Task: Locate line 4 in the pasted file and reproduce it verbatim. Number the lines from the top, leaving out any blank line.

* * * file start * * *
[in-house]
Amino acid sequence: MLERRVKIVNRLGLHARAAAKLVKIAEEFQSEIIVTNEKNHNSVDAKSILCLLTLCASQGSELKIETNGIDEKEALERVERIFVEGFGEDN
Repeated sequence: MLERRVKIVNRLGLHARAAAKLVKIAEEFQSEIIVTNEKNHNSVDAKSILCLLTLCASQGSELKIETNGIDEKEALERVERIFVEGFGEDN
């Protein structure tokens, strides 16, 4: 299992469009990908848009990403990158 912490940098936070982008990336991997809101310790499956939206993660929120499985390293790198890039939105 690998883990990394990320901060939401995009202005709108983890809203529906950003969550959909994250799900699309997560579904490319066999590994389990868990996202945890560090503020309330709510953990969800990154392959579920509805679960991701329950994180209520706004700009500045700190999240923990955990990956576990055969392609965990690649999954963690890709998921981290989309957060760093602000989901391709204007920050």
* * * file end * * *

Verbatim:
């Protein structure tokens, strides 16, 4: 299992469009990908848009990403990158 912490940098936070982008990336991997809101310790499956939206993660929120499985390293790198890039939105 690998883990990394990320901060939401995009202005709108983890809203529906950003969550959909994250799900699309997560579904490319066999590994389990868990996202945890560090503020309330709510953990969800990154392959579920509805679960991701329950994180209520706004700009500045700190999240923990955990990956576990055969392609965990690649999954963690890709998921981290989309957060760093602000989901391709204007920050």